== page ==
Administrative Law Judge (ALJ). (PageID.124-28). On January
14, 2011, Plaintiff appeared before ALJ Kyle Andeer with
testimony being offered by Plaintiff and a vocational expert.
(PageID.69-99). In a written decision dated January 27, 2011,
the ALJ determined that Plaintiff was not disabled.
(PageID.123-30). The Appeals Council subsequently remanded
the matter for further administrative proceedings.
April 30, 2012, Plaintiff appeared before ALJ Thomas English
with testimony being offered by Plaintiff and a vocational
expert. (PageID.48-68). In a written decision dated July 23,
2012, the ALJ determined that Plaintiff was not disabled.
(PageID.34-41). After the Appeals Council declined to review
the ALJ's determination, Plaintiff initiated legal action
in federal court. The parties subsequently stipulated to
remand the matter to the Commissioner for further
administrative action. (PageID.904-11).
September 22, 2014, Plaintiff appeared before ALJ Thomas
English with testimony being offered by Plaintiff and a
vocational expert. (PageID.853-80). In a written decision
dated October 22, 2104, the ALJ again determined that
Plaintiff was not disabled. (PageID.786-94). The Appeals
Council declined to review the ALJ's determination,
rendering it the Commissioner's final decision in the
matter. (PageID.759-62). Plaintiff subsequently initiated
this appeal pursuant to 42 U.S.C. § 405(g), seeking
judicial review of the ALJ's decision.
insured status expired on December 31, 2010. (PageID.788). To
be eligible for Disability Insurance Benefits under Title II
of the Social Security Act, Plaintiff must establish that he
became disabled prior to the expiration of his insured
status. See 42 U.S.C. § 423; Moon v.
Sullivan, 923 F.2d 1175, 1182 (6th Cir. 1990).
OF THE ALJ'S DECISION
social security regulations articulate a five-step sequential
process for evaluating disability. See 20 C.F.R.
§§ 404.1520(a-f), 416.920(a-f). If the
Commissioner can make a dispositive finding at any point in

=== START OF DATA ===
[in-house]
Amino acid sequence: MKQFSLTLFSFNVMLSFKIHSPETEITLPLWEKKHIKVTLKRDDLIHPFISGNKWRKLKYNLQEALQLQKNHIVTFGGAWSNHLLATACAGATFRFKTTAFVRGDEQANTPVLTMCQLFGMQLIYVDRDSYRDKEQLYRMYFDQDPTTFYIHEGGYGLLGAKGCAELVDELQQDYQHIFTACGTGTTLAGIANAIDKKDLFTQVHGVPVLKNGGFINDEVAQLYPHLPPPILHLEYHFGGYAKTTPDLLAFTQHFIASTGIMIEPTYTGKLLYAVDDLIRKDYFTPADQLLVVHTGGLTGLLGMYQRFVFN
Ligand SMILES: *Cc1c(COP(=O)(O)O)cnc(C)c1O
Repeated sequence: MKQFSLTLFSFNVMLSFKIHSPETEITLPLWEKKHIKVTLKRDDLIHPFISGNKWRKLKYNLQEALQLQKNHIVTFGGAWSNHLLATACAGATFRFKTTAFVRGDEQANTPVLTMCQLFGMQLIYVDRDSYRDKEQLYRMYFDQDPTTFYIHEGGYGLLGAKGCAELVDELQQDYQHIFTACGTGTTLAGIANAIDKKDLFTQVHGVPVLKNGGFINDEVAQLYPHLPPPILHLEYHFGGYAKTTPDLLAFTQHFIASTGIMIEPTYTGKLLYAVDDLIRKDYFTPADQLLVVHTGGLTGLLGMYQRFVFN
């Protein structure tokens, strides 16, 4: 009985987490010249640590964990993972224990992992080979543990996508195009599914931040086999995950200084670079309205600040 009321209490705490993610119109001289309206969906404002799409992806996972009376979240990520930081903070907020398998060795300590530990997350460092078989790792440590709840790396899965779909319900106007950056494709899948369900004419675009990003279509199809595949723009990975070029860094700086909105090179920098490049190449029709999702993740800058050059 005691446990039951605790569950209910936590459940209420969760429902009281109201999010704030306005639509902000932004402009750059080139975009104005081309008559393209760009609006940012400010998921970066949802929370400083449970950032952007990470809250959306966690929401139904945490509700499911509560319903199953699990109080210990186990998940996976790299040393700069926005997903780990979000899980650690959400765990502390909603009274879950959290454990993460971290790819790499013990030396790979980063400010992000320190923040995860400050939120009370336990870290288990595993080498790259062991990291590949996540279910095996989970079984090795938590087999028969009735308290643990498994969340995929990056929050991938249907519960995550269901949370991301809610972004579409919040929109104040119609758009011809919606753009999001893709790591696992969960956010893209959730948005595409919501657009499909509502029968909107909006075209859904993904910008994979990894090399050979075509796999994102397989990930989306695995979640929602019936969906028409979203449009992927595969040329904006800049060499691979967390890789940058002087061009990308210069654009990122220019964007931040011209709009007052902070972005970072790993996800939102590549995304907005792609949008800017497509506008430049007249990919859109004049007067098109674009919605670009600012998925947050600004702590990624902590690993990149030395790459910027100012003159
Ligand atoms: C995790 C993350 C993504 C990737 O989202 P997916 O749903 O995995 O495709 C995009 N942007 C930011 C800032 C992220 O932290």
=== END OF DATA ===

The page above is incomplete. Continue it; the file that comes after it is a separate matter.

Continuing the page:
the review, no further finding is required. See 20
C.F.R. §§ 404.1520(a), 416.920(a). The regulations
also provide that if a claimant suffers from a nonexertional
impairment as well as an exertional impairment, both are
considered in determining his residual functional capacity.
See 20 C.F.R. §§ 404.1545, 416.945.
burden of establishing the right to benefits rests squarely
on Plaintiff's shoulders, and he can satisfy his burden
by demonstrating that his impairments are so severe that he
is unable to perform his previous work, and cannot,
considering his age, education, and work experience, perform
any other substantial gainful employment existing in
significant numbers in the national economy. See 42
U.S.C. § 423(d)(2)(A); Cohen, 964 F.2d at 528.
While the burden of proof shifts to the Commissioner at step
five, Plaintiff bears the burden of proof through step four
of the procedure, the point at which his residual functioning
capacity (RFC) is determined. See Bowen v. Yuckert,
482 U.S. 137, 146 n.5 (1987); Walters v. Comm'r of
Soc. Sec., 127 F.3d 525, 528 (6th Cir. 1997) (ALJ
determines RFC at step four, at which point claimant bears
the burden of proof).
determined that through Plaintiff's date last insured
Plaintiff suffered from (1) degenerative disease of the
cervical spine; (2) degenerative joint disease of the right
shoulder; and (3) diabetes mellitus, severe impairments that
whether considered alone or in combination with other
impairments, failed to satisfy the requirements of any
impairment identified ...